Kareem Abdul-Jabbar is a household name in the world of basketball.
To this very day, the man still receives plaudits for his numerous contributions to the game, as he was such a dominant force in the sport from a very young age.
Standing at seven feet and two inches tall, he took full command on the court as a high school player, leading his team to a record of 71-5 and three straight New York City Catholic championships.
And in college, Abdul-Jabbar continued to excel at basketball, leading the University of California, Los Angeles (UCLA) to three straight National Collegiate Athletic Association (NCAA) championships and earning the title of “Most Outstanding NCAA Final Four” player in all three of those years.
He later turned pro in 1969 and was drafted by the Milwaukee Bucks, where he won his first NBA championship and the title of Finals Most Valuable Player.
So, you get the picture.
Kareem Abdul-Jabbar was an outstanding player with immense skill on the court.
But outside of basketball, not many people know the story behind his name change.
Yes, you heard that right!
Kareem Abdul Jabbar was originally known as Ferdinand Lewis Alcindor Jr. He converted to Islam in 1968 and changed his name to Kareem Abdul-Jabbar as a sign of his faith in the religion. More so, the influence of human rights activist Malcom X also played a part in his decision.
In this article, we will explore the reasons behind Abdul-Jabbar’s decision to change a huge part of his identity and how it has impacted his life and career.
- 1. Developing a personal connection with Islam
- 2. Malcom X's autobiography
- 3. A desire for more personal authenticity
Why did Kareem Abdul-Jabbar change his name and religion?
There are three major reasons, each outlined in detail below:
1. Developing a personal connection with Islam
Abdul-Jabbar explained that his conversion to Islam was a personal choice that he made after learning about the religion and feeling a deeper connection to it.
“I was searching for something that would give me life.” more meaning and direction. Islam provided that for me.”Source – CNN
2. Malcom X’s autobiography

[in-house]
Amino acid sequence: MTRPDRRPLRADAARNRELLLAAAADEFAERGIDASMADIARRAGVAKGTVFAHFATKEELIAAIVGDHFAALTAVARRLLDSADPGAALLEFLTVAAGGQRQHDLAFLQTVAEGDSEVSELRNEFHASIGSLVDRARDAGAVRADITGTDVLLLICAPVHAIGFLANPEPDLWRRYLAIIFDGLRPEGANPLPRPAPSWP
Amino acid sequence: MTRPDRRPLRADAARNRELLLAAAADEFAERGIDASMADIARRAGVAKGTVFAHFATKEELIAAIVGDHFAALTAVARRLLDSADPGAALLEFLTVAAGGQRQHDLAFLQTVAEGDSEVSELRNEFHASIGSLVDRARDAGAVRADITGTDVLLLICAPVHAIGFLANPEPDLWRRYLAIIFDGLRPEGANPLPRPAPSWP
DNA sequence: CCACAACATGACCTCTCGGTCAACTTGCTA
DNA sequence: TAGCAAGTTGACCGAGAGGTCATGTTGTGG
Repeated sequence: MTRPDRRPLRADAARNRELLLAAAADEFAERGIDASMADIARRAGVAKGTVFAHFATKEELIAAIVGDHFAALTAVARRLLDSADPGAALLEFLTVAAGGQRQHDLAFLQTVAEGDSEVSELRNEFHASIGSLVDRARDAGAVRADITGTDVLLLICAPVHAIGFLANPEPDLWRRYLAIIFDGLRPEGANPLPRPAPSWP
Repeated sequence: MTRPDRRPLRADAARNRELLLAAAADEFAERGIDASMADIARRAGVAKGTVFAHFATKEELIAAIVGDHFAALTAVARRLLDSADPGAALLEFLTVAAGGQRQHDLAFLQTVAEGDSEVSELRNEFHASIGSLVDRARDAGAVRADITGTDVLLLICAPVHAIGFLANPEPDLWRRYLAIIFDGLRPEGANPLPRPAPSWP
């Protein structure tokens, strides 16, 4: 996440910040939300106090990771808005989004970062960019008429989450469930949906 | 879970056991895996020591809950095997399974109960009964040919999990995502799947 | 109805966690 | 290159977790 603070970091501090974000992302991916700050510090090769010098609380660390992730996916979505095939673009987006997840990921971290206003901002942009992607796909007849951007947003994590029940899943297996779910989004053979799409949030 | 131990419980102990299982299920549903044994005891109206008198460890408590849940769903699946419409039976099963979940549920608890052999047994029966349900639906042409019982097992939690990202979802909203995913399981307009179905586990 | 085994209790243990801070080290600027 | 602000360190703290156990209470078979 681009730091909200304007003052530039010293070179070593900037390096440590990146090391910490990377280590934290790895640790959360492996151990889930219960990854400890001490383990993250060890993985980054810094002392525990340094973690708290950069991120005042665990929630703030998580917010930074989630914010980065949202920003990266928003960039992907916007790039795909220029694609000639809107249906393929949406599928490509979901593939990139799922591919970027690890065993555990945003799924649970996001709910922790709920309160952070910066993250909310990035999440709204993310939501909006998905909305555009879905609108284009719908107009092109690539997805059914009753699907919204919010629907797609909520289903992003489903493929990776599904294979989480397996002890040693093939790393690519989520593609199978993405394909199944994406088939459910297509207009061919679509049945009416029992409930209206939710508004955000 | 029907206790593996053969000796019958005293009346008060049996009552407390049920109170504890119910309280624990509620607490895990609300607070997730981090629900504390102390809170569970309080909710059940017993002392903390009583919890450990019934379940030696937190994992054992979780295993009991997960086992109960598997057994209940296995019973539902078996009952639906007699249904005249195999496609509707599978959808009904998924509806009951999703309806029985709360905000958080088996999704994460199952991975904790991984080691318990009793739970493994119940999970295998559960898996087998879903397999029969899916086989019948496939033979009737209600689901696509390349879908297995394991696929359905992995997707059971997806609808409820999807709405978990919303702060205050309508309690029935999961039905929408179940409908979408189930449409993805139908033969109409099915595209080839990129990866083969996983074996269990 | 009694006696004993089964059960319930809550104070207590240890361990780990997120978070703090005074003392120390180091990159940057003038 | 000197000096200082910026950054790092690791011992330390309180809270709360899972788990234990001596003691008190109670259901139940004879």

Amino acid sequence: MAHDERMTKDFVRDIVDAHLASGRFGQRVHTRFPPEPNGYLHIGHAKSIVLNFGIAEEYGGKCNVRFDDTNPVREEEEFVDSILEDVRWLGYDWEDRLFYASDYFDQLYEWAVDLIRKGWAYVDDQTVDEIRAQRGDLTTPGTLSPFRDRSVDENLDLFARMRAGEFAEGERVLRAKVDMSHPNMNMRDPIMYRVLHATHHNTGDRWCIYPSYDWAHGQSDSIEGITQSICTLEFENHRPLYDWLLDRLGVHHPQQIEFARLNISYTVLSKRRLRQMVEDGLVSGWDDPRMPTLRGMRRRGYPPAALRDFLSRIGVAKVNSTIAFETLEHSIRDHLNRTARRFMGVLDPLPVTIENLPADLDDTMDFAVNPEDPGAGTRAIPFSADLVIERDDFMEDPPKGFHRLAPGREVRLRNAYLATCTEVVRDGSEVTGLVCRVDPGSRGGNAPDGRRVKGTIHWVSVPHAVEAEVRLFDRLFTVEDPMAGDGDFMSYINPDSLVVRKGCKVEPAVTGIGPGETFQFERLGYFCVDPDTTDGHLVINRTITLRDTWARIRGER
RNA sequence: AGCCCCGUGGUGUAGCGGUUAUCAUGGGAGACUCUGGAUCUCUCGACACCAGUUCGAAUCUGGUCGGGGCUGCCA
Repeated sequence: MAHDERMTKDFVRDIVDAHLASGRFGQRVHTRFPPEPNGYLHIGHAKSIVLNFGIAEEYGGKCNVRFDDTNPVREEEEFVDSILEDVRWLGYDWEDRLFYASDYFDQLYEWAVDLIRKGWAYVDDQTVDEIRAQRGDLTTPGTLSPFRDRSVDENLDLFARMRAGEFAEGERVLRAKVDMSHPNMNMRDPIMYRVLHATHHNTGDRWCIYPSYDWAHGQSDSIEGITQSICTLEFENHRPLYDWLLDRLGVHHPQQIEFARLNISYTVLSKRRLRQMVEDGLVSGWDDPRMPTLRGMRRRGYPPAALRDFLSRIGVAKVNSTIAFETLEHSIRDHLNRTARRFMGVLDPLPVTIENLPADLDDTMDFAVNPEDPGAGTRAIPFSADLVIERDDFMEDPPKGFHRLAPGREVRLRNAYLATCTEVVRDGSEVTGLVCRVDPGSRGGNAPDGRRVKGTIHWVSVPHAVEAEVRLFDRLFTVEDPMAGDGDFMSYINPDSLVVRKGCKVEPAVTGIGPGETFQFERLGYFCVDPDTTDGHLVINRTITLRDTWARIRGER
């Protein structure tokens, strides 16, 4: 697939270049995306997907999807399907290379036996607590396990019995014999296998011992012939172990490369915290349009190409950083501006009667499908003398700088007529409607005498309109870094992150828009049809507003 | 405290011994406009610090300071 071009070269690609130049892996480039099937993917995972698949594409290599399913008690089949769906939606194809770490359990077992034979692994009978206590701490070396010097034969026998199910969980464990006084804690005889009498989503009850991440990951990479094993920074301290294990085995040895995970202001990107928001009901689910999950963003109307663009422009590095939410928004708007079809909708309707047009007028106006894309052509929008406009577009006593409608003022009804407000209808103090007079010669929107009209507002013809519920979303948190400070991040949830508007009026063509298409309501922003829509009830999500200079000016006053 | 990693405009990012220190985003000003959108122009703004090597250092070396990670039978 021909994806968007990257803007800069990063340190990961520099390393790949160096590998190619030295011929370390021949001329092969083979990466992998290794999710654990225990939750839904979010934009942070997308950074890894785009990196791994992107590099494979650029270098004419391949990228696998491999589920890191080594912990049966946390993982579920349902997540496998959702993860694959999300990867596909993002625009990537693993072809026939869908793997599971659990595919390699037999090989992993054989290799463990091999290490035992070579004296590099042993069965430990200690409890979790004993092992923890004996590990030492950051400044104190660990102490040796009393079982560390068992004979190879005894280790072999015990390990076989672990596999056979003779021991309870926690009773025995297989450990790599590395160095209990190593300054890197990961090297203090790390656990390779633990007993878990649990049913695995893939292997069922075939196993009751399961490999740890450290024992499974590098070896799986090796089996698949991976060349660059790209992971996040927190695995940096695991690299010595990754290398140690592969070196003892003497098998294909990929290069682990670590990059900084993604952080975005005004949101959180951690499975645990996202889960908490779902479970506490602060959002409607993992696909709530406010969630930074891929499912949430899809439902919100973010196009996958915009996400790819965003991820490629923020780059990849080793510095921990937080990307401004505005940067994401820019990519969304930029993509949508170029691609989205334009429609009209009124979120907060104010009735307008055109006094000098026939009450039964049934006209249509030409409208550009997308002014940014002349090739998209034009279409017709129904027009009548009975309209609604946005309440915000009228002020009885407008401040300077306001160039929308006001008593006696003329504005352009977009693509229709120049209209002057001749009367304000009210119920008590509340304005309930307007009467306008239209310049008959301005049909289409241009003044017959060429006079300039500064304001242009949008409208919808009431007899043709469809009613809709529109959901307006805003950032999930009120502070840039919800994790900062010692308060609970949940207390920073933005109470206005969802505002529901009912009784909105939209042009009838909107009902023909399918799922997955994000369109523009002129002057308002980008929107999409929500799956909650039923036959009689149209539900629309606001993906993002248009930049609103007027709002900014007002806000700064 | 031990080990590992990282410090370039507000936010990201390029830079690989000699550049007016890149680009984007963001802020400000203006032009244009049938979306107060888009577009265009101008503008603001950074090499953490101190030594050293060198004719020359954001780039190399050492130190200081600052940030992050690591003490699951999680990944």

Kareem has also stated that reading “Malcolm X’s Autobiography” proved to be the foundation for his enlightenment and eventual decision to alter his identity.
He felt such a strong connection to Malcolm’s story and realized that he, too, was a victim of institutional racism, which had imprisoned him into an image of what the public expected and wanted him to look like or represent.
This made him examine his upbringing closely and think deeply about his identity as an individual and what he desired for himself and his community.
Islam helped him discover his true self and gave him the courage to face opposition from both black and white people, all while simultaneously fighting for social justice.
3. A desire for more personal authenticity
Kareem Abdul-Jabbar made it clear in a candid interview with Al Jazeera that he was introduced to Islam way back in his freshman year at UCLA.
He noted that, with his fame growing at such a great rate, he really tried to keep his personal life as private as possible.
More so, his life was an emotional rollercoaster.
He said that not only did the fame make him weary of his surroundings at all times, but the celebrities with whom he interacted with made him nervous and uncomfortable.
The spotlight was not his favorite place to be, but this life began to make some sense to him, and he realized that the icon the public adored and was constantly celebrating wasn’t his true self, but rather a creation of the public’s expectations and desires.
Some of the reticence stemmed from his realization that the person the world and the showbiz was applauding wasn’t his real self.
Not only did he have the typical adolescent anxiety about becoming a man, but he was also attempting to balance playing for one of the finest college basketball teams in the country.
Don’t forget having to fit in competitive sport with all his school work on top of that!